Keynesians, monetarists and supply-siders argue that government can impose an “ideal” interest rate, money supply growth rate or tax burden that will impel the economy toward optimum levels of efficiency, output and distribution. All these schools of economic thought basically view economic activity subjectively—i.e., as the end result of the behavior of entities in response to various economic tradeoffs. What happens if we examine the end result—the flows of receivables and payables, receipts and payments—in the abstract?
An objective examination of the economy as mirrored in the Toronto Stock Exchange 300 reveals the existence of a natural order. The economy is dominated by U-shaped relationships characterized by a normal, healthy range and two tails trailing exponentially away into gross financial inefficiency. In particular, an economic entity can be viewed objectively in terms of its “state of solvency,” which can be measured off the balance sheet by its Liquidity Potential Ratio (LPR)—the ratio of positive to negative liquidity potential. In the aggregate, the entities comprising an economy tend to cluster in an LPR range that optimizes economic efficiency in terms of achieving the least cost of funds, the least stagnation and the maximum liquidity generation.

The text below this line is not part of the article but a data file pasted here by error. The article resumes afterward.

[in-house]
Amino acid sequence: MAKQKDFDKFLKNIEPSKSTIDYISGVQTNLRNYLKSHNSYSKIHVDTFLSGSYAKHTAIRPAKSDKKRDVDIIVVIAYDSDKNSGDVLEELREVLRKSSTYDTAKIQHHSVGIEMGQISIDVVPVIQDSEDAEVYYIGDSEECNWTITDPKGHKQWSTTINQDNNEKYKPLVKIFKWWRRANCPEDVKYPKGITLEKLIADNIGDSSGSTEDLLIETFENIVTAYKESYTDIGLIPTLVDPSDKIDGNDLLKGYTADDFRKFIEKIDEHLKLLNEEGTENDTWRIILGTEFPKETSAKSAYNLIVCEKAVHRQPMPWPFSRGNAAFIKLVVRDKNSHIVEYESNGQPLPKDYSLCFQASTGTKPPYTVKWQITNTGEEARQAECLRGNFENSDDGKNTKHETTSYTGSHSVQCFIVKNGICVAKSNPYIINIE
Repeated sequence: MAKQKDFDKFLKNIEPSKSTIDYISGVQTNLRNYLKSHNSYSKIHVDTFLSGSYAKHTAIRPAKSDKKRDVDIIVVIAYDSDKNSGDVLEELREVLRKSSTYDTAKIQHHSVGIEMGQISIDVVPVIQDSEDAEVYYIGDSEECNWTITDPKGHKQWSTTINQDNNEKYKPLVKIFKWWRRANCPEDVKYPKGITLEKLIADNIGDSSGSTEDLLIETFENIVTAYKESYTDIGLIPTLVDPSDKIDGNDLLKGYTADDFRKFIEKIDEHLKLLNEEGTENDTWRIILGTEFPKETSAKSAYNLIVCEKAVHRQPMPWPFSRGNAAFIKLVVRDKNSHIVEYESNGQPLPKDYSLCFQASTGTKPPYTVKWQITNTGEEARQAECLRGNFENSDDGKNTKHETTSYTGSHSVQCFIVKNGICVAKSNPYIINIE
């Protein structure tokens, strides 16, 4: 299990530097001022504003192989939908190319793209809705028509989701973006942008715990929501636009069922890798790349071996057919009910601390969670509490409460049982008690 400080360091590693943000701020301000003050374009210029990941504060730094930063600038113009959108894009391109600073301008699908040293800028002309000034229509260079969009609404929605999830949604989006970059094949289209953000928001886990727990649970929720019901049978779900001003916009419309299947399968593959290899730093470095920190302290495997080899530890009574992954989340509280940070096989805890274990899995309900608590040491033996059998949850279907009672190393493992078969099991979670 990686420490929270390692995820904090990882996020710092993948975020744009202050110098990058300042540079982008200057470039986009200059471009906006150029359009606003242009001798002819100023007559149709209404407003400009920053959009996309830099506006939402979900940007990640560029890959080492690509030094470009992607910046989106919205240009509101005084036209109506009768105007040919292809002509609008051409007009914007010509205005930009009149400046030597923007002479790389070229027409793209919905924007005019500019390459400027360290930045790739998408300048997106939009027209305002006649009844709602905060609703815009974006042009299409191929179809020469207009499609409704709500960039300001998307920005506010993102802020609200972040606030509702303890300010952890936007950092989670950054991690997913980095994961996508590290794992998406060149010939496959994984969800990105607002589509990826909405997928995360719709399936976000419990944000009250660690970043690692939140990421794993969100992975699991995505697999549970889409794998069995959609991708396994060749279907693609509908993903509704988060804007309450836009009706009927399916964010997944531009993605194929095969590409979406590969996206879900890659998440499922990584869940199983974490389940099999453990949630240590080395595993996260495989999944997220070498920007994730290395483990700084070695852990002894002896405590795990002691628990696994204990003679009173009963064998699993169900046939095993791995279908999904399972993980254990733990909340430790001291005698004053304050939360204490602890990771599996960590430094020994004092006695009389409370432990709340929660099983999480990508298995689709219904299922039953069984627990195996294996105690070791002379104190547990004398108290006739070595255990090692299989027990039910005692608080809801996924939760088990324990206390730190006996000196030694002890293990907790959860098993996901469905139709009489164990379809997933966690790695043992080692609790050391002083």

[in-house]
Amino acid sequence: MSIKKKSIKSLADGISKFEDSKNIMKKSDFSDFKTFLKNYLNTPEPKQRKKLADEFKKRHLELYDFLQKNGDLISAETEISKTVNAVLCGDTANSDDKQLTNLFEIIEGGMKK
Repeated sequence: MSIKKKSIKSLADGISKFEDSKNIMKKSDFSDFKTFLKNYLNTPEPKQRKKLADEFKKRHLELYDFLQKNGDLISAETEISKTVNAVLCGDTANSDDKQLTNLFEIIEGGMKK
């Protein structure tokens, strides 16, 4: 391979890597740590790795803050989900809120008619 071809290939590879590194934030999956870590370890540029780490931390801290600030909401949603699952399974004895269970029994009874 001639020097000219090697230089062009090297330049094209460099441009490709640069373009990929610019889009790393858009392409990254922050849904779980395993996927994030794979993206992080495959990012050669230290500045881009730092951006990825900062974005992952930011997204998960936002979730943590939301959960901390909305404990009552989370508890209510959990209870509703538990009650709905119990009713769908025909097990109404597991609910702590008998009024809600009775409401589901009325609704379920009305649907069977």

In other words, the economy tends naturally to economize—to use less to produce more. In this sense, economic activity should be seen, not merely as a growth process, but as a transfer process whereby resources flow from areas of low potential to areas of high potential. The problem with most Western economies today is that governments have usurped so much of these resources. The end result has been inflation.